Hellhole Canyon is backed up against the San Ysidro Mountains just southwest of the Anza-Borrego Desert State Park Visitor Center in Borrego Springs. The ominously named canyon is home to Maidenhair Falls, a seasonal 20-foot waterfall that makes a refreshing hiking destination on a hot day in the California desert. If you are visiting the park in early spring, or any time rains bring water to Hellhole Canyon, Maidenhair Falls should be on your itinerary. The trail to the mouth of the canyon is wide and well maintained, but when the canyon narrows, rock scrambling becomes mandatory and there is only a faint path to follow to the top of this 5.5-mile round trip hike with 1,000 feet of elevation gain.
Starting from the same trailhead as the California Riding and Hiking Trail, head west toward Hellhole Canyon. There are three canyons visible from the start of the trail. Hellhole Canyon is furthest to the left, and conveniently that’s exactly where the trail will take you. A quarter mile from the start, go straight through a junction with California Riding and Hiking Trail, which heads up into the mountains to the left. A single track coming in from the right connects to the visitor center, which is a more distant starting point for this hike.
The start of Hellhole Canyon Trail
Progress up the wide alluvial fan outside Hellhole Canyon, passing between ocotillo, creosote bush, and other desert brush. A mile and a half from the start, the trail enters the canyon. An old track splits to the right heading closer to the creek bed past an old mountain lion warning sign. The more traveled trail continues along the south wall, eventually dropping across the creek bed to reunite with the other path and continue up canyon. If there is at least a trickle of water flowing down the sand, the waterfall ahead should be full of life.
The trail becomes less defined as the canyon walls close, requiring you to scramble over rocks and dance around vegetation. Pass a small cluster of palms at around mile 2.15 and press on to a larger oasis 1/3 of a mile up the canyon. Many hikers turn back here, trading in the relief of the falls for the shade of the palms. With that, the trail grows even fainter.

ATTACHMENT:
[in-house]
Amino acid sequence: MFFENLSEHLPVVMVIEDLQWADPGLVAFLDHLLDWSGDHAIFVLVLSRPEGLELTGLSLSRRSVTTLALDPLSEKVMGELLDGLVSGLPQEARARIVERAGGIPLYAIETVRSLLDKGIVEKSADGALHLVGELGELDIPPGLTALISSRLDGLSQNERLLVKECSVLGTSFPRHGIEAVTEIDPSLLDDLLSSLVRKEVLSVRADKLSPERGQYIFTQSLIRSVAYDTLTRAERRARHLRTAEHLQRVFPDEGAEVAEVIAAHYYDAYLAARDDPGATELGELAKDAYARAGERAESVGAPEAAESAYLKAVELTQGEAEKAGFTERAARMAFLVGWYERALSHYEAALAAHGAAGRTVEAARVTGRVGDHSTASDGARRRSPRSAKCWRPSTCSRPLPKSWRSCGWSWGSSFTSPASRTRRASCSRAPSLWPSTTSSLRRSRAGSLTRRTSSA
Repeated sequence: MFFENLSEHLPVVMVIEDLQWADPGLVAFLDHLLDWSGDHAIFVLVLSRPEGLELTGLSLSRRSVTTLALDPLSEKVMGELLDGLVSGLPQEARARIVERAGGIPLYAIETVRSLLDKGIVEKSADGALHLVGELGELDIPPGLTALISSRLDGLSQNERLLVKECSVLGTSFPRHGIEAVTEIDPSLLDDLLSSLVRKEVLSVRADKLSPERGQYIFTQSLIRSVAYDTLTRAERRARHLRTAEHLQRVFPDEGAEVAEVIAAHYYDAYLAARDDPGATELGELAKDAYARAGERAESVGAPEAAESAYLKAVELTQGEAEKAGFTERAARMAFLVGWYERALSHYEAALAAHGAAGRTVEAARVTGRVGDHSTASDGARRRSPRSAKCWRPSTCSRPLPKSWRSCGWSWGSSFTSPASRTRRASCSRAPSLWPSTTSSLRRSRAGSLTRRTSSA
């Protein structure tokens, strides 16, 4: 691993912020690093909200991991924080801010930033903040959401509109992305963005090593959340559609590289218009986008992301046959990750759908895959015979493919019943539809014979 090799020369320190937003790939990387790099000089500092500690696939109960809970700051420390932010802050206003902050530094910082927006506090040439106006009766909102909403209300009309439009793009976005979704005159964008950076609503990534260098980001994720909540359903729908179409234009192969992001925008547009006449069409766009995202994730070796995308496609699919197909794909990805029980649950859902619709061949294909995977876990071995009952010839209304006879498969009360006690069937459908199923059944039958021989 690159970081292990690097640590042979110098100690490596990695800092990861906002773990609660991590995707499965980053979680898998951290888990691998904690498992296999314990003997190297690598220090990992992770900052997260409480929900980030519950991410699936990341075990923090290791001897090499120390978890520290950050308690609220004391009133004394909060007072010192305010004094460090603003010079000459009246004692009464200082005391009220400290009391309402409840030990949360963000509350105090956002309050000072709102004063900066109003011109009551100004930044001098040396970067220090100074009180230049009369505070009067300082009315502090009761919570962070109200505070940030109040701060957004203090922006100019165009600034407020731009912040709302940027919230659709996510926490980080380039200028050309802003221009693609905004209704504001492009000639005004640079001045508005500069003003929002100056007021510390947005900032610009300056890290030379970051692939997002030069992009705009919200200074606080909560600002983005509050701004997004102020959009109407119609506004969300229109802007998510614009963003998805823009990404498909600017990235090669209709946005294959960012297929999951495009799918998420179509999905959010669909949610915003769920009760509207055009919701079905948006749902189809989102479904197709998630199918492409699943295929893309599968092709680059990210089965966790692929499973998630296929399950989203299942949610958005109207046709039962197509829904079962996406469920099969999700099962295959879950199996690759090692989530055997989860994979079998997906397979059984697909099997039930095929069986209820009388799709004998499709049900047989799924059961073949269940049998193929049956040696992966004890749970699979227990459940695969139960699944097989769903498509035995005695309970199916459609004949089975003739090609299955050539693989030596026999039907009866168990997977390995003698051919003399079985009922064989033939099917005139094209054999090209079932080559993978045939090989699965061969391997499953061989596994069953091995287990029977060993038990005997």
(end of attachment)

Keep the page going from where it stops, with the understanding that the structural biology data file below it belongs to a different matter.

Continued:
Hellhole Canyon Oasis
Make your way up along the creek, following traces of trails toward a common destination. Sycamores and cottonwoods are as thick as thieves, huddled along the bottom of this thin riparian zone. A slight 10-foot waterfall just below Maidenhair Falls might be confused with the desired cascade. Do not stop here! Continue a few hundred feet up a rocky slope to reach the more impressive Maidenhair Falls.
The sound of tumbling water leads to a twenty-foot waterfall in the center of the canyon. Maidenhair ferns adorn the moss-covered rocks around the falls, giving the waterfall its name. Thankfully it is not called Hellhole Falls, as that title would be ill-suited for such a serene seasonal cascade. Maidenhair Falls is approximately 2.75 from the trailhead (the exact distance can vary depending on your route up the canyon). After an arduous climb, step into the calf-deep pool and shower yourself below the falls. The cool waters will leave you feeling refreshed and re-energized for the entire hike down the canyon.
Maidenhair Falls is an excellent hiking destination in the Anza-Borrego Desert. If it is hotter than a hellhole in Borrego Springs, head up the trail to Maidenhair Falls for an exhilarating cold shower. No fee or permit is required to hike to Maidenhair Falls in Anza-Borrego Desert State Park, so get out and enjoy!
To get to the trailhead: From Christmas Circle in Borrego Springs, drive 1.3 miles west on Palm Canyon Road. Turn left on Montezuma Valley Road (Route S22), which is 0.4 miles before the park visitor center. Drive 0.8 miles south and turn right into the large dirt parking area at the trailhead (just before the road heads up the mountain). There is a bathroom at the far end of the lot away from the start of the trail.
Trailhead address: Montezuma Valley Road (Route S22), Anza-Borrego Desert State Park, Borrego Springs, CA 92004
Trailhead coordinates: 33.248037, -116.40594 (33° 14′ 52.93″N 116° 24′ 21.38″W)
Use the map below to create your own directions:
View Hellhole Canyon Trail in Anza-Borrego Desert State Park in a larger map
Or view California Desert Hikes in a larger map
|Tubb Canyon Trail|
This 1.5-mile hike follows a footpath across Tubb Canyon to Big Spring in a desert canyon below Pinyon Ridge.
|Culp Valley Loop|
This 2.2-mile loop visits Culp Valley Overlook and Pena Springs, delivering views of the San Ysidro Mountains and Borrego Valley along the way.
|Borrego Palm Canyon Trail|
This 3.25-mile loop visits a popular palm tree oasis in a canyon west of Borrego Springs.
|Panoramic Overlook Trail|
The 1-mile round trip hike ascends a ridge on the south side of Borrego Palm Canyon to sweeping views of the San Ysidro Mountains and Borrego Valley.
|Kenyon Overlook Trail|
This 1.15-mile loop sets out from Yaqui Pass to reach an incredible viewpoint across Mescal Bajada.
|Calcite Mine Trail|
This 4.25-mile trek climbs 600 feet to a historic mine site, exploring exciting narrows along the way.
This short hike descends through a narrow canyon beneath a natural rock span that is among the most photographed landmarks in Anza-Borrego Desert State Park.
|Hikes in the California Desert|
Explore more trails in Death Valley National Park, Joshua Tree National Park, Anza-Borrego Desert State Park, and Mojave National Preserve.
|Anza-Borrego Desert Campgrounds|
There are four developed campgrounds, eight primitive campgrounds, and extensive roadside camping to accommodate your visit to California’s largest state park.
|Anza-Borrego Desert State Park Wildflowers|
The desert bloom brings bursts of color to barrel cactus, beavertail cactus, ocotillo, and more.